Now all roads lead to France and heavy is the tread
Of the living; but the dead returning lightly dance.
Edward Thomas, Roads

Friday, December 29, 2017

British Shell Failure at Jutland



After Jutland, Still Afloat

The German battlecruiser SMS Seydlitz (above) survived 24 large shell hits from Royal Naval dreadnoughts during the Battle of Jutland. How was this possible? 

The answer is that British naval armor-piercing shells proved to be utterly inadequate to the challenge. They were brittle and frequently simply disintegrated on contact without penetration. When the explosive content did activate, it proved to be too weak to ensure an effective impact explosion. The Germans shells, in contrast, had delayed action fuses that considerably improved their efficacy. (Source: WFA Website)

12 comments:

  1. Didn't they test the shells in the proceeding years? They had plenty of pre-dreadnoughts to use.

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    1. Jellicoe had for years attempted to have realistic gunnery tests for large calibre British naval shells. The response was always the same 'too expensive' and he was turned down. The British shells were only tested at 'normal' impact angles, however since 1910 improvements in fire control and torpedo range had dramatically increased the expected range of naval combat and thus the impact obliquity. Not only were the shells a problem the cordite was also of highly varying quality thus making shell grouping a problem as well. The problem was not solved until the advent of the 'green shell' in mid 1918.

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  2. And the real reason is far more complex than these few sentences make it out to be. This is a well researched area, I would expect a bit more detail here, like; better armor on German warships, better compartmentalization etc. Of course, that extra armor came at a price; short legs for the German fleet (short range due to heavier design GRT and the lack of space to carry more coal). And, what happened to the Lutzow??

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  3. If the British didn't have the right shells it is then also a failure of Naval intelligence to know what they needed.

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  4. It is hardly a matter for Naval Intelligence. Finding the enemy ships was their job. The Brits got their gunnery problems somewhat resolved because they could generally his what was in range. The shells were an Ordnance problem (like our torpedoes in WW II).
    T. Morgan

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    1. Naval Intel is about more than just finding the ships. It's about discovering their capabilities, weaknesses, trying to analyze movements to anticipate plans, what countermeasures are best vs their guns, quality of crews, temperment of senior officers - - lots and lots of things come under the Intel umbrella.

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  5. It is my understanding the British were using a shell filler called Lyddite which basically is Picric Acid which is known for producing a load and very bright explosion, effective against people but lacking the horsepower needed to destroy armor. In fact, the British were still using black powder in some of their shells, but I would not call them HE (high explosive). I am not sure if the Germans were using TNT which requires oil or coal tar to produce. It certainly has more oomph, which could explain their effects on the British line. Didn’t Adm. Beatty comment: there is something wrong with or ships today?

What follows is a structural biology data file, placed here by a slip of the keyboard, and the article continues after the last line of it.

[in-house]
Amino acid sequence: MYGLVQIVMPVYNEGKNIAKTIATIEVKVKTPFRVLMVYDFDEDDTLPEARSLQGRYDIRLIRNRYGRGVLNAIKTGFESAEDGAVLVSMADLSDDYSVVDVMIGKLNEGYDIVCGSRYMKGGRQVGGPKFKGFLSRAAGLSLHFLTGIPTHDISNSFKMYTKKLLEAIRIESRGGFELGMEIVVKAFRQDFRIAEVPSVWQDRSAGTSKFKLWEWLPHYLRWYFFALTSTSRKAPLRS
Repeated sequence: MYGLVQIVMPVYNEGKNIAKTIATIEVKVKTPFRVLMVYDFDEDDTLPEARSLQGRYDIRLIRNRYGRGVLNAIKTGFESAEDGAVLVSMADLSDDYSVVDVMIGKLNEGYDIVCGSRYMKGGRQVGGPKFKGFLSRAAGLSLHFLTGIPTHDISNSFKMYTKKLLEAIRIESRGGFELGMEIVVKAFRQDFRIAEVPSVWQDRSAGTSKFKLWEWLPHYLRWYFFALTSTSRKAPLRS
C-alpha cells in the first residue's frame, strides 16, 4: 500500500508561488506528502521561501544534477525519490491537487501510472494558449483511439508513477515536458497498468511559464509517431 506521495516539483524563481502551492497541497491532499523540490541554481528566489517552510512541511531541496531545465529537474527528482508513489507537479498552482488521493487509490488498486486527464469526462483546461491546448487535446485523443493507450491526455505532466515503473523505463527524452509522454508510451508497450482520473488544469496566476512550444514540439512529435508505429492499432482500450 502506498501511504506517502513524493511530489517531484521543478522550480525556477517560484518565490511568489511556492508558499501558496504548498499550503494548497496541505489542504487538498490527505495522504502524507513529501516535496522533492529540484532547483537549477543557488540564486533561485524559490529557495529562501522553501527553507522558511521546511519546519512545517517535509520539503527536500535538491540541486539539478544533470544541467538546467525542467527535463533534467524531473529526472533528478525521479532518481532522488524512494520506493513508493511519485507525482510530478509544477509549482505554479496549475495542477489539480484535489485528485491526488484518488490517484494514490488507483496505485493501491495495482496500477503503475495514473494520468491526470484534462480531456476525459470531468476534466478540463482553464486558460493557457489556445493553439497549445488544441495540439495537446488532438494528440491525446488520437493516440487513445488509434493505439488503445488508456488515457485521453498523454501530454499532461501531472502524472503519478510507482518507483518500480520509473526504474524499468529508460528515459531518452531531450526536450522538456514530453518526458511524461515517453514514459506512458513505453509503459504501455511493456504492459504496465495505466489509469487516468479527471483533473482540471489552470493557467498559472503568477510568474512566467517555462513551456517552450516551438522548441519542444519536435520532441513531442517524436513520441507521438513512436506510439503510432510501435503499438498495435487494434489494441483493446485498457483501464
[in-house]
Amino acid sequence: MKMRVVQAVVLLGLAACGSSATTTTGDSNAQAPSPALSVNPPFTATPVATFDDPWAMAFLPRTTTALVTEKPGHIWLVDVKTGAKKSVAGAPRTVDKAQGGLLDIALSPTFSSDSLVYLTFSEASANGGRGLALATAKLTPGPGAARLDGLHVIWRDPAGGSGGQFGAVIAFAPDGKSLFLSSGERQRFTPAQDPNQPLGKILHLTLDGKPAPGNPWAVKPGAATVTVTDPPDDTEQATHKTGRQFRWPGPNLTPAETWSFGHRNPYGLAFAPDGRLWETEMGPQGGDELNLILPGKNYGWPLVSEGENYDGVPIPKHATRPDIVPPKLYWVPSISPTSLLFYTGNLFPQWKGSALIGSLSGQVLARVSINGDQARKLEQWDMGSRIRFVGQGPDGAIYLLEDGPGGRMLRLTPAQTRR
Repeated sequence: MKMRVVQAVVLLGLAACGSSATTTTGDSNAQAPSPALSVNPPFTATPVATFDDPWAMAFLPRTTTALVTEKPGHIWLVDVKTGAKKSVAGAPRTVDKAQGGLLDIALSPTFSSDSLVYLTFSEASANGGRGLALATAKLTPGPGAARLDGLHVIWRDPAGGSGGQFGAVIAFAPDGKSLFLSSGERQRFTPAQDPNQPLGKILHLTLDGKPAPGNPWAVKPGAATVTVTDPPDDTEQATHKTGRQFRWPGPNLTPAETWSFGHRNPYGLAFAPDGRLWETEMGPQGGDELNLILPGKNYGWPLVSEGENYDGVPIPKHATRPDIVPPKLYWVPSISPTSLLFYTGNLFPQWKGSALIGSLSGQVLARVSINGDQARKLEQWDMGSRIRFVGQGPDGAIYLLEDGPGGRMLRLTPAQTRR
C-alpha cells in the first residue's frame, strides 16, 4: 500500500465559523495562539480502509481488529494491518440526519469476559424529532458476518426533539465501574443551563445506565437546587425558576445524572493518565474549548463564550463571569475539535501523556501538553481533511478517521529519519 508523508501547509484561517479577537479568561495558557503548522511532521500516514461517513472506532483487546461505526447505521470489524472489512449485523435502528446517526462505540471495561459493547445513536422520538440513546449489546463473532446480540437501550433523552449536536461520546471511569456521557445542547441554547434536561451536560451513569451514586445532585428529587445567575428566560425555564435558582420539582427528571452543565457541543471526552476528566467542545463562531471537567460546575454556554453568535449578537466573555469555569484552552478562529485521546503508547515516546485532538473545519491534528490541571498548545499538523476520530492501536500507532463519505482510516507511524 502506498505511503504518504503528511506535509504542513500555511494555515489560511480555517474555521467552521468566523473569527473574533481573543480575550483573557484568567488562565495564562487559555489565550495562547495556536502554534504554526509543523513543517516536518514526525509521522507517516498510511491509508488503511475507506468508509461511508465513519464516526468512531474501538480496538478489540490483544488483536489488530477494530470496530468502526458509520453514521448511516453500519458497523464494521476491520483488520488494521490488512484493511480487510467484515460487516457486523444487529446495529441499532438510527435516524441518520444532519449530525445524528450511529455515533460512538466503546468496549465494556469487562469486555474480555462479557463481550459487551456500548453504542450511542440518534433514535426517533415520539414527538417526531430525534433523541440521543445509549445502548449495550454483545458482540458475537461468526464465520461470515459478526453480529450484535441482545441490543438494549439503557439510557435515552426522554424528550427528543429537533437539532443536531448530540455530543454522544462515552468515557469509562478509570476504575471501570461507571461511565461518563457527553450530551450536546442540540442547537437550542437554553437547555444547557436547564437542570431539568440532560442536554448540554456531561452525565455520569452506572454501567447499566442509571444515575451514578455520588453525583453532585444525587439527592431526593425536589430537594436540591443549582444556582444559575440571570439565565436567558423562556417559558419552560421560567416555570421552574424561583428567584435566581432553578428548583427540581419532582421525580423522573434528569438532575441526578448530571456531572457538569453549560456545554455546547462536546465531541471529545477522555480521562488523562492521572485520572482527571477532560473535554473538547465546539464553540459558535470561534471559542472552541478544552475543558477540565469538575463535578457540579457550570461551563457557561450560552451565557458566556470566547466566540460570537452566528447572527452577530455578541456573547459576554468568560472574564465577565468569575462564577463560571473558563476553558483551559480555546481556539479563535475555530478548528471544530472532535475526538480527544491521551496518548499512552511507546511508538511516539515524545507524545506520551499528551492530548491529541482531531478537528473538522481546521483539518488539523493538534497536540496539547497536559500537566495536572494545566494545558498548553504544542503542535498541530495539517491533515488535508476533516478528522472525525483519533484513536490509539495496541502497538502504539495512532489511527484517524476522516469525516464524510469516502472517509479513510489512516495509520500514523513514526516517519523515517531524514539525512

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    1. Unstable cordite was the problem not Lyddite

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  6. Beatty made his famous comment "Something wrong with our bloody ships today" after the second of three battlecruisers had blown up, and his own HMS Lion had barely avoided the same fate. This was nothing to do with the failure of our shells to sink the enemy, but about the thin armour on British battlecruisers. Battlecruisers were never intended to take part in fleet actions along with Battleships; they were designed to hunt down cruisers (as they did at the Falkland Islands). Admittedly Beatty was using them to engage the enemy battlecruisers, not the battleships, but as the battlecruisers were firing the same shells as battleships, their armour was inadequate. The German battlecruisers were a less extreme design than the British, i.e they didn't go so far in sacrificing armour for speed.
    Beatty's comment must be the ultimate example of British stiff upper-lipped understatement, along with the exchange between Wellington and Lord Uxbridge at Waterloo: "Good God Sir, I've lost my leg!" - "Good God, Man, so you have!"

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    1. But that is begging the question of this post. The Seyditz took 24 British "HE" hits and still made it home. It should have went to the bottom.

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    2. Referring to the British ships exploding. It has now been well reasoned that the sailors were stacking cordite charges and ignoring basic safety rules to ensure a greater rate of fire. Was it not Beatty who wante to emulate Nelson’s achievements.

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    3. Sorry but that is incorrect, the problem was with poor shell and propellant handling due to trying to shoot faster. It almost happened to the Germans at an earlier battle and they stopped the practice. At Jutland the Grand Fleet and the 3rd Battlecruiser squadron comprehensively outshot the High Seas Fleet, but did far less damage due to the defective shells.

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